how can I tell if my cpanel ssh is patched?

scottw

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Aug 17, 2010
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I just ran a PCI vulnerability scan on my system and it came up with the following CVEs: CVE-2006-5051, CVE-2006-5052 (both of these are related to OpenSSH versions prior to 4.4).

I'm pretty sure that, being 4 years old, OpenSSH has been patched. My ssh version:

# ssh -v
OpenSSH_4.3p2, OpenSSL 0.9.8e-fips-rhel5 01 Jul 2008

and RPMs installed:

# rpm -qa | grep -i ssh
openssh-clients-4.3p2-41.el5
openssh-4.3p2-41.el5
openssh-server-4.3p2-41.el5

My question: how can I tell if I'm *really* vulnerable or not? I can look at the CVE database which lists packages and their signatures, but I don't know of a way to get a signature from a package that's already installed. Is there a way? Or is there a more reliable way to tell if I'm patched?

Scott
 

JaredR.

Well-Known Member
Feb 25, 2010
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rpm -q --changelog

The --changelog argument to the rpm command will let you query installed packages to see the changelog. This will let you see which CVEs have had patches applied.

Code:
# rpm -q --changelog openssl
* Fri Mar 12 2010 Tomas Mraz <[email protected]> 0.9.8e-12.6
- fix CVE-2009-3245 - add missing bn_wexpand return checks (#570924)

* Thu Mar 04 2010 Tomas Mraz <[email protected]> 0.9.8e-12.5
- fix CVE-2010-0433 - do not pass NULL princ to krb5_kt_get_entry which
  in the RHEL-5 and newer versions will crash in such case (#569774)
This can generate a very long list covering the entire history of the package, so you may want to pipe the output to a file then read the file using less:

Code:
# rpm -q --changelog openssl > openssl.changelog
# less openssl.changelog
Due to the way Red Hat manages version numbers (and CentOS follows), the version number is not always updated when a CVE is patched, so it is necessary to read the changelog to find proof that a patch was applied.

If you have a specific CVE number, as you do, you can use grep to check quickly to see if it is mentioned in the changelog:

Code:
# rpm -q --changelog openssh > openssh.changelog
# grep CVE-2006-5051 openssh.changelog 
- CVE-2006-5051 - don't call cleanups from signal handler (#208459)
# grep CVE-2006-5052 openssh.changelog 
- fix an information leak in Kerberos password authentication (CVE-2006-5052)
 

scottw

Registered
Aug 17, 2010
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perfect

Just what I was looking for—thanks!

Is there a similar command or site for built-in packages (such as Apache)?
 

JaredR.

Well-Known Member
Feb 25, 2010
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Only for RPM packages

This technique will only work for services that are installed via RPM package, such as MySQL, Pure-FTPd, ProFTPd, Exim, Courier-IMAP and Dovecot. Since Apache is built from source, not installed via RPM package, on a cPanel server, the rpm database will have no information about it.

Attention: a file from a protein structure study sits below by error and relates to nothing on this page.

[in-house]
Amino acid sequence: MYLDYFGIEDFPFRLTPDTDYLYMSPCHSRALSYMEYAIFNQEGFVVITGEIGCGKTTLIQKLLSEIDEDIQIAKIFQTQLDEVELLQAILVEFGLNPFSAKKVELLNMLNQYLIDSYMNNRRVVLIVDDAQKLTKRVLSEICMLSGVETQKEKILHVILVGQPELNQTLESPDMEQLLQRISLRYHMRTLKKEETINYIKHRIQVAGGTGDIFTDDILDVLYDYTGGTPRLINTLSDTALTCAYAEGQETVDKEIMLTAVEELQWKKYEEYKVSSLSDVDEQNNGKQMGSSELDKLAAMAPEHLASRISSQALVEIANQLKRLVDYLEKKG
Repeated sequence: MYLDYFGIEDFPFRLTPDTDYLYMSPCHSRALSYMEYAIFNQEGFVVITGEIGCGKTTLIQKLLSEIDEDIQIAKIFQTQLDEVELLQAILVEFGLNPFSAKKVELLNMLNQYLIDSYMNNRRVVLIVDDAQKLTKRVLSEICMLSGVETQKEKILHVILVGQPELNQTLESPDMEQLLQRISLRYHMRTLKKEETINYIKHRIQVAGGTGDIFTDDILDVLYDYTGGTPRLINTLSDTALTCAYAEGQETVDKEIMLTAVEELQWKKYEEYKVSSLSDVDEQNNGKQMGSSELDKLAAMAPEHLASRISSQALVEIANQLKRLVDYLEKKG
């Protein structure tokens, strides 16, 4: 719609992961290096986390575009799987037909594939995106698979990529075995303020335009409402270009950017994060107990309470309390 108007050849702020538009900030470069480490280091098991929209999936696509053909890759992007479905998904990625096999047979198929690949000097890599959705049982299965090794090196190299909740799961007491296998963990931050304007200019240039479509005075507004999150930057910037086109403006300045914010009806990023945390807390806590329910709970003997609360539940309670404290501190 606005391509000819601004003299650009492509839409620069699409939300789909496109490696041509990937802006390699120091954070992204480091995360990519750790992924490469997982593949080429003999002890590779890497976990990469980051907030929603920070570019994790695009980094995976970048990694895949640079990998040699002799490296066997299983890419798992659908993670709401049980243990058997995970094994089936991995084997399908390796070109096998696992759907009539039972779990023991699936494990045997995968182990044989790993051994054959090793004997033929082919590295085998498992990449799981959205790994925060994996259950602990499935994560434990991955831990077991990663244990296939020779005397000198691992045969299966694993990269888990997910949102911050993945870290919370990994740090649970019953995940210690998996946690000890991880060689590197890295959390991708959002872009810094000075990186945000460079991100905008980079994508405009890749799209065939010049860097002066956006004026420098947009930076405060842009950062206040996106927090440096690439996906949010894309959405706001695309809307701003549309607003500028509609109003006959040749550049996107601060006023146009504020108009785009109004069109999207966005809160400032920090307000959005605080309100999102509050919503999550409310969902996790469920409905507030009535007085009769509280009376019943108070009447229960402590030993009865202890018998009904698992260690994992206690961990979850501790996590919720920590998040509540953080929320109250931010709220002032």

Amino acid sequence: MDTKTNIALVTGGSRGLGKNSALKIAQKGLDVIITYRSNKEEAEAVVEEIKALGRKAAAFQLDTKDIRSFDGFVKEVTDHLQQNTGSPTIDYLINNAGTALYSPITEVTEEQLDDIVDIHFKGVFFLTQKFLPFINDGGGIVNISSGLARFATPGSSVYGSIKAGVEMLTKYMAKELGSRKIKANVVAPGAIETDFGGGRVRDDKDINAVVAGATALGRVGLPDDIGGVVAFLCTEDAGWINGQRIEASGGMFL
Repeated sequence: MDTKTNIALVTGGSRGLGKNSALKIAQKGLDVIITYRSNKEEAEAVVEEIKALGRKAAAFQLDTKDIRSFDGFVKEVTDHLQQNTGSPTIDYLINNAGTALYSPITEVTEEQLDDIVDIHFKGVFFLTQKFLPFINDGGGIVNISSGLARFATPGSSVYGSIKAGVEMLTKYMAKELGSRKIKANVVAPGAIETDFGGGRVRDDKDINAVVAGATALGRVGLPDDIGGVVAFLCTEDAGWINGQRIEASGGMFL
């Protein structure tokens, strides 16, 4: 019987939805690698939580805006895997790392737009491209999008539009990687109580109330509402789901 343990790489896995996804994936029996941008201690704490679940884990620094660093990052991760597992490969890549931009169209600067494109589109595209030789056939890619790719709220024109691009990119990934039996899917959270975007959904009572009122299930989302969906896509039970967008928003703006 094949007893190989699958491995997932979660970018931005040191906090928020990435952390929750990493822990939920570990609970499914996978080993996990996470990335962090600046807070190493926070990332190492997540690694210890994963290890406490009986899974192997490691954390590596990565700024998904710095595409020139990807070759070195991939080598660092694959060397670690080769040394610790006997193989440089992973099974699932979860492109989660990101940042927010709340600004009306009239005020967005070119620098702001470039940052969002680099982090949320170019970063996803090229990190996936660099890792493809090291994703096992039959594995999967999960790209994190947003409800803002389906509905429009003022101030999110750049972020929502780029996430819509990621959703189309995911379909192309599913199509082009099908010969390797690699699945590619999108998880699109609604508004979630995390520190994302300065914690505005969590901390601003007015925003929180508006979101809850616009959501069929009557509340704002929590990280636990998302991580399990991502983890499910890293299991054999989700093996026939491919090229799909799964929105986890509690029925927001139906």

You can see the list of modules compiled into Apache using the following command:

Code:
# /usr/local/apache/bin/httpd -l
You can get version information about Apache using the following command:

Code:
# /usr/local/apache/bin/apachectl status
You can see the configure command used to compile PHP, and all extensions included and configured settings, using the following command:

Code:
# php -i
The output is usually lengthy, so I recommend redirecting it to a file. It is the same as creating the following PHP script and calling it from a Web browser:

Code:
<?php
    phpinfo();
?>
 

scottw

Registered
Aug 17, 2010
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CVE-2008-2939: mod_proxy_ftp

How could I tell whether this particular CVE has been patched, then? I've found another forum post:

Apache 2.2.10 Released - cPanel Forums

but it applies to Apache 2.2.10 only.

I'm running:
Code:
# httpd -v
Server version: Apache/2.0.63
Server built:   Jul 30 2010 03:17:02
Cpanel::Easy::Apache v3.2.0 rev5158
 

cPanelDon

cPanel Quality Assurance Analyst
Staff member
Nov 5, 2008
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Re: CVE-2008-2939: mod_proxy_ftp

How could I tell whether this particular CVE has been patched, then? I've found another forum post:

Apache 2.2.10 Released - cPanel Forums

but it applies to Apache 2.2.10 only.

I'm running:
Code:
# httpd -v
Server version: Apache/2.0.63
Server built:   Jul 30 2010 03:17:02
Cpanel::Easy::Apache v3.2.0 rev5158
Via a quick search I found the following resources that you may review regarding CVE-2008-2939:

I believe that if you do not have mod_proxy installed in Apache/httpd then the vulnerability (CVE-2008-2939) may not apply.

Using one of the same commands mentioned by cPanelJared you may determine if the Apache/httpd installation includes mod_proxy_ftp.
You can see the list of modules compiled into Apache using the following command:
Code:
# /usr/local/apache/bin/httpd -l
The Apache module "mod_proxy" includes "mod_proxy_ftp" -- you may disable or remove mod_proxy altogether by unticking/unchecking its option in the Exhaustive Options list while running EasyApache to recompile Apache and PHP.

Reference menu path and additional documentation:

While you may use WHM to run EasyApache, you may also execute EasyApache using the following command via root SSH access:
Code:
# /scripts/easyapache